GDPR: What is it and How to Make Your Website GDPR Compliant


The General Data Protection Regulation (GDPR) has reshaped the landscape of data privacy since its enforcement on May 25, 2018.

This European Union regulation is designed to safeguard the personal data and privacy of individuals within the European Union and United Kingdom, and it extends its influence to foreign companies processing the data of EU residents.

If your website collects and processes personal data of users from the EU, GDPR compliance is not just a good practice – it’s a legal requirement.

In this article, we’ll walk you through the intricacies GDPR, explaining what it is, its key components, and the steps needed to ensure that your website is GDPR compliant.

What is GDPR?

The GDPR establishes a robust framework for the protection of personal data, ensuring that individuals have control over their information.

Whether you operate within the EU or handle data from EU residents, the GDPR applies to your business. Even if your physical presence is outside the EU, if your website interacts with EU users, compliance is mandatory.

GDPR compliance is required from websites of all sizes and stripes. The focus is on the processing of personal data rather than the size of the entity.

Key Features of GDPR

  1. Explicit consent
  2. User rights
  3. Breach notification

Explicit Consent

Users must provide clear and affirmative consent for their data to be collected and processed.

User Rights

GDPR grants individuals various rights, including the right to access, rectification, erasure, and data portability.

Breach Notification

In case of a data breach, notify the relevant supervisory authority within 72 hours.

Making Your Website GDPR Compliant

  1. Craft a GDPR-compliant privacy policy
  2. Use an approved consent management platform (CMP)
  3. Know the data you hold
  4. Secure your website
  5. Review third-party contracts
  6. Obtain consent for emails
  7. Ensure proper international data transfer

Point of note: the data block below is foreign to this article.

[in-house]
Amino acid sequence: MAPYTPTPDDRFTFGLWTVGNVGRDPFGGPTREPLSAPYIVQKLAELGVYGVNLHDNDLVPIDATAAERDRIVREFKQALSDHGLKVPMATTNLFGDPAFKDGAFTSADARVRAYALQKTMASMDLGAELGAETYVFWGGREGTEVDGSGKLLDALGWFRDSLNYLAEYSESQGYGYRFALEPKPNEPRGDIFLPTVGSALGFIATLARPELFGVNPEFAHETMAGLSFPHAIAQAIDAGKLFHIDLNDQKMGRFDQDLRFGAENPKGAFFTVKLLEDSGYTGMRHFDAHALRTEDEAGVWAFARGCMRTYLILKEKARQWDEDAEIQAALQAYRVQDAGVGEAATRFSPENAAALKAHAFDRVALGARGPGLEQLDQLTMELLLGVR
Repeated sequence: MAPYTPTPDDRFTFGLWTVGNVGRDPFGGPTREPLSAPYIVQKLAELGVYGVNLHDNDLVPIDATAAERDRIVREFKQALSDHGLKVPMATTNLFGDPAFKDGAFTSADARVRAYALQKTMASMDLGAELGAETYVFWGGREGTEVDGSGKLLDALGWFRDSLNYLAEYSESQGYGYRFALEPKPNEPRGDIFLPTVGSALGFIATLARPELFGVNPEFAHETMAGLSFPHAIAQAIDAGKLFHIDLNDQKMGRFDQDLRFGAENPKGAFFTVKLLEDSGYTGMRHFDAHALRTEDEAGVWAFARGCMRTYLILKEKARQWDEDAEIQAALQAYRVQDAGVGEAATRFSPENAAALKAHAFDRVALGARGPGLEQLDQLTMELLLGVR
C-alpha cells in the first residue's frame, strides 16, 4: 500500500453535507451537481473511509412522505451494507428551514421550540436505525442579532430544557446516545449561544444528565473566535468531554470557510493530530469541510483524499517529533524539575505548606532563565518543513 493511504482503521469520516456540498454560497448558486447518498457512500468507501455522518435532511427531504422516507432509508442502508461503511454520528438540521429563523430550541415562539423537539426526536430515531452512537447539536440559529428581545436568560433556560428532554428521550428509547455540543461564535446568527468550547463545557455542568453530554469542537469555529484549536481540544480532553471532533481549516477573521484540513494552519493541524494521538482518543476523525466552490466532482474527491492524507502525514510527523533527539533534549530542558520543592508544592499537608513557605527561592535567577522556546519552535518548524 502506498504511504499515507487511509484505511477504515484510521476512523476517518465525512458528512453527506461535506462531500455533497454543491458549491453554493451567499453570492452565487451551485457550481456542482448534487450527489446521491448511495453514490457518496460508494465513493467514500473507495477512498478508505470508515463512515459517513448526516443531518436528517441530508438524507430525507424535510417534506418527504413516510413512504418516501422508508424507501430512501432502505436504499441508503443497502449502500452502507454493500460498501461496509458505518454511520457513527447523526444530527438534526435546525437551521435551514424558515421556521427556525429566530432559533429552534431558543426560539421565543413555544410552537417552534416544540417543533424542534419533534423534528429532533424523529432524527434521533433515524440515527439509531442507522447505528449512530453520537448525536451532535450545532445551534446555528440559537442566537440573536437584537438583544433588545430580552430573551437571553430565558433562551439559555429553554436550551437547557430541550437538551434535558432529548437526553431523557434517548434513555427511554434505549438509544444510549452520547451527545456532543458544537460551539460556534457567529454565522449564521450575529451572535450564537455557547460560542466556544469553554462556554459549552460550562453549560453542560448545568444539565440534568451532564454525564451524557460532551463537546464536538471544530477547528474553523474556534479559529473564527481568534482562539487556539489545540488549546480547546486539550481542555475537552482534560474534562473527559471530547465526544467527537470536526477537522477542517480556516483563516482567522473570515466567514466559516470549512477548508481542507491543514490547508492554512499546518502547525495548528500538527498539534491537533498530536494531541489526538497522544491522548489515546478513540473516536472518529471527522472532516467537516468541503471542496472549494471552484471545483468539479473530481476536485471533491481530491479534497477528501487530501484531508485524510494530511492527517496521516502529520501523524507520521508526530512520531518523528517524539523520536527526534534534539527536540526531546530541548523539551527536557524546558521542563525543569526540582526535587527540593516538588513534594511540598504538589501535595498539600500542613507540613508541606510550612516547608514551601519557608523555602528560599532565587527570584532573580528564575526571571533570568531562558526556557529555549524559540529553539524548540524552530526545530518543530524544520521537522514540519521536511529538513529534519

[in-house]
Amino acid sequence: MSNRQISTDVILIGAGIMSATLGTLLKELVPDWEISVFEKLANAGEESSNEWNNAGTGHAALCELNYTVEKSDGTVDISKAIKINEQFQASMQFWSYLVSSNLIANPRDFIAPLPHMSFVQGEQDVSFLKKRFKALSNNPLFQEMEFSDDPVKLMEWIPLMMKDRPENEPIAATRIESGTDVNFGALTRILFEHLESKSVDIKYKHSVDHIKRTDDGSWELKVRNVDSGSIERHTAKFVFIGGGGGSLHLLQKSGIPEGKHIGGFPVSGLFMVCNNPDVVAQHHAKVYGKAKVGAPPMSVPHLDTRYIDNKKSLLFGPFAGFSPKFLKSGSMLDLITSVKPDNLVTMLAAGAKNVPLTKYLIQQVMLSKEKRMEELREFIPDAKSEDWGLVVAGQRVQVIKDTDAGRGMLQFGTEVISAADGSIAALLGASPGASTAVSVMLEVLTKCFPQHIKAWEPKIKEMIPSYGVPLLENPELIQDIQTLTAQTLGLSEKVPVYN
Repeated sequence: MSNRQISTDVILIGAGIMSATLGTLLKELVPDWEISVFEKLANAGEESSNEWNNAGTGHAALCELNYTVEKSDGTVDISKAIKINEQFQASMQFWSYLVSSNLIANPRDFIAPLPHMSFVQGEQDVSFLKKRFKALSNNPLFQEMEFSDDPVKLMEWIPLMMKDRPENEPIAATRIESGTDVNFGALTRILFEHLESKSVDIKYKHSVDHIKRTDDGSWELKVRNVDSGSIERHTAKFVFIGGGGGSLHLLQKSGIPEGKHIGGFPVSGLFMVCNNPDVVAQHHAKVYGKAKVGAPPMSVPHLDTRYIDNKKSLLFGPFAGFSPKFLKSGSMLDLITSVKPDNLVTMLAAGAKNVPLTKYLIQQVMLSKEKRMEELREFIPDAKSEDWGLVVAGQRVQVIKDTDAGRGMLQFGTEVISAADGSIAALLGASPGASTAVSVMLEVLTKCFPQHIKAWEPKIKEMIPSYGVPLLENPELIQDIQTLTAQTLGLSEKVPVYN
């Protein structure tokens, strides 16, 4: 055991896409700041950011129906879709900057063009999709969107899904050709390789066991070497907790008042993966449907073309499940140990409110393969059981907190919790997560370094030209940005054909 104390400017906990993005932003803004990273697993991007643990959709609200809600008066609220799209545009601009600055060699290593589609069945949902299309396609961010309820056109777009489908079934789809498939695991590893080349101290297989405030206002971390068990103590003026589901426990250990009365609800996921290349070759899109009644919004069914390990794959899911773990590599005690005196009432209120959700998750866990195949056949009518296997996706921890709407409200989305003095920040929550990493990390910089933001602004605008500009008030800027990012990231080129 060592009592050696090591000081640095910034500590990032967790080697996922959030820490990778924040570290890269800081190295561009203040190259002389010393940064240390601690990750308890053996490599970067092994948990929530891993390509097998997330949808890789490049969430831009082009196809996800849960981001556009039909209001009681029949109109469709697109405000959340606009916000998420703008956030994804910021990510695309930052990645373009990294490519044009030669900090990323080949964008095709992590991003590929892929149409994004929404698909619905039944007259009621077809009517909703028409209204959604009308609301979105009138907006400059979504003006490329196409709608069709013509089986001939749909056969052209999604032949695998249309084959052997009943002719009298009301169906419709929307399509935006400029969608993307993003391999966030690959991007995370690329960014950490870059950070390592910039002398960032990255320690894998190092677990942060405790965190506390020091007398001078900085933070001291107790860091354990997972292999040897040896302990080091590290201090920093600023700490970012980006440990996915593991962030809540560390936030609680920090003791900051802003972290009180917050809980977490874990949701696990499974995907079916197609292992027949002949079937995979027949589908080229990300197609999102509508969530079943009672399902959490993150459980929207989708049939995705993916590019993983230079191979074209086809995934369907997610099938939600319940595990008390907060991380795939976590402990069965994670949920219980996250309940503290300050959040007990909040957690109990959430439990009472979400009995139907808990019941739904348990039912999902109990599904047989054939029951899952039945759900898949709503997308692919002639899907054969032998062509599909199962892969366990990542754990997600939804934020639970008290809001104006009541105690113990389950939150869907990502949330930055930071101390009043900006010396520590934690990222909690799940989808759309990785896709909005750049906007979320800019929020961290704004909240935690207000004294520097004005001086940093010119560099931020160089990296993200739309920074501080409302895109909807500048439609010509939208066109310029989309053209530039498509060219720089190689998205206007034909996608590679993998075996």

Craft a GDPR-Compliant Privacy Policy

Your Privacy Policy is a cornerstone for GDPR compliance. Clearly articulate how you collect, process, and share personal data. Ensure it covers user rights, such as the right to access and erasure.

Use an Approved Consent Management Platform (CMP)

A CMP is a software solution used by publishers to inform and obtain legal consent from users to process their data.

CMPs operate by displaying notifications to users when they visit a website, informing them about how their data will be used. They also help publishers comply with privacy laws by managing user consent in a transparent, user-friendly, and legally compliant manner.

Know the Data You Hold

Conduct an audit to understand the personal data your website collects. Identify what data you hold, including sensitive information, and establish the purpose and duration of data processing.

Secure Your Website

Implement security measures to protect stored data and fortify your website against external threats. Install an SSL certificate for encrypted data transmission and employ strong passwords and anti-virus software.

Review Third-Party Contracts

Ensure third-party services align with your Privacy Policy and comply with GDPR. Review agreements with processors based outside the EU, considering data protection systems and risk assessments.